Study ranks cars with highest and lowest death rates

Study ranks cars with highest and lowest death rates »Play Video
How likely are you to die behind the wheel of your car, mini-van or SUV?

A study released by the Insurance Institute for Highway Safety compares the fatality risks from one vehicle to another with numbers from real-life highway accidents.

We see their crash tests on TV all the time. But these ratings are based on real life data, from fatal crashes that took place between 2002 and 2005.

The death toll is still tragically high. Between 2002 and 2005, more than 125,000 people lost their lives in a car crash. Most of the victims were drivers.

There is some good news here - the number of drivers being killed on the nation's roads is down significantly, about 30 percent lower than it was in the mid-1990s.

According to this insurance industry study, of real world crashes, your chances of dying behind the wheel is based, in large part, on both the type of vehicle and the specific model you are in.

And Anne McCartt, the institute's senior vice president for research, said size matters.

"When it comes to safety on the road, bigger and heavier are usually better," she said. "As a group, small cars have the highest death rate. Mid-sized and luxury cars have the lowest rate so the laws of physics still apply. Bigger is usually safer."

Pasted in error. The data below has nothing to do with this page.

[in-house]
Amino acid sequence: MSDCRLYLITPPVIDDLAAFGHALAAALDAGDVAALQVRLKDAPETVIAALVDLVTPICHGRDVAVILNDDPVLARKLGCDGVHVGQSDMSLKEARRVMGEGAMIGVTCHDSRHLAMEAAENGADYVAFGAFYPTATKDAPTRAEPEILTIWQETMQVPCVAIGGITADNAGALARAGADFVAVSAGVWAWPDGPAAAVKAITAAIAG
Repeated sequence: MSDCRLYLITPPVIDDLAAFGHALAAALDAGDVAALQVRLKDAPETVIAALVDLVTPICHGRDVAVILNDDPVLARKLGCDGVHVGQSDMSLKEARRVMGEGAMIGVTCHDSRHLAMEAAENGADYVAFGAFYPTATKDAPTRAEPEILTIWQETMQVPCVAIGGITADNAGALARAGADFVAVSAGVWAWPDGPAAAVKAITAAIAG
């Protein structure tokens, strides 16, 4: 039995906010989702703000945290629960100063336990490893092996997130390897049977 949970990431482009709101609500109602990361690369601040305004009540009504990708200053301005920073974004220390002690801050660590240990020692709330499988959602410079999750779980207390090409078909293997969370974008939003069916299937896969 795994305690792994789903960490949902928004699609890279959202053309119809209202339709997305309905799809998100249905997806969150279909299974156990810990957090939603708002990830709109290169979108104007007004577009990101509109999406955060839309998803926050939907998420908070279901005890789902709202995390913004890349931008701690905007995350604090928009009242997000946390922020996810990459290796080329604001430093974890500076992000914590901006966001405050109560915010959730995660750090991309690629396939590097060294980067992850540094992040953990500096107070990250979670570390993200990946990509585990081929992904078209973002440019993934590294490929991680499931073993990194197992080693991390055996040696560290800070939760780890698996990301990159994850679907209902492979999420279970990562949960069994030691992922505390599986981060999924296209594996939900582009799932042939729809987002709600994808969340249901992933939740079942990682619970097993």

General Motors Corp. vehicles had the highest and lowest driver death rates from 2002 through 2005.

During that period, two-door, two-wheel drive Chevrolet Blazers built from 2001 to 2004 had the highest rate with 232 driver deaths per million registered vehicles.

By contrast, the Chevrolet Astro minivan had the lowest rate with only seven deaths per million registered vehicles.

The two-door Acura RSX had the second-highest rate with 202 driver deathsfollowed closely behind by the Nissan 350Z, which registered 193 deaths.

Automakers said the study was limited in its scope because it did not include factors which could play a major role in the fatalities.

"The study doesn't really take into account driver behavior or how the vehicles are used so it's difficult to really draw much significance," said GM spokesman Alan Adler.

The Astro and Blazer went out of production in 2005. GM currently sells the Chevy TrailBlazer midsize SUV.

Nissan said all of its vehicles "are engineered to meet or exceed government safety regulations as well as our own rigorous internal safety requirements, and the 350Z is no exception."

The automaker said it urges "everyone driving a Nissan or Infiniti vehicle to do so safely."

Chris Naughton, a Honda Motor Co. spokesman, said the company, which makes the Acura RSX, has "long striven to build very safe vehicles with a long list of safety features." He noted the sports coupe typically had younger buyers, which could have contributed to its ranking.

The institute found that the average death rate for all vehicles has declined from 110 from 1990 to 1994 to the current rate of 79 for the 2002-2005 period.

"This is a big improvement over time. The rates have gone down about 30 percent since the mid-1990s," said McCartt.

The study also reaffirmed past research which found that heavier vehicles in categories such as cars, SUVs and pickups generally had lower death rates.

The study of 202 passenger vehicle models included rates of driver deaths in all crashes plus rates in multiple-vehicle, single-vehicle, and single-vehicle rollover crashes.

The rate represented the reported number of driver deaths divided by the model's number of registered years, according to data from the federal government's Fatality Analysis Reporting System and registration counts from The Polk Company, a Michigan-based provider of automotive information.

More Information:

IIHS's Full Report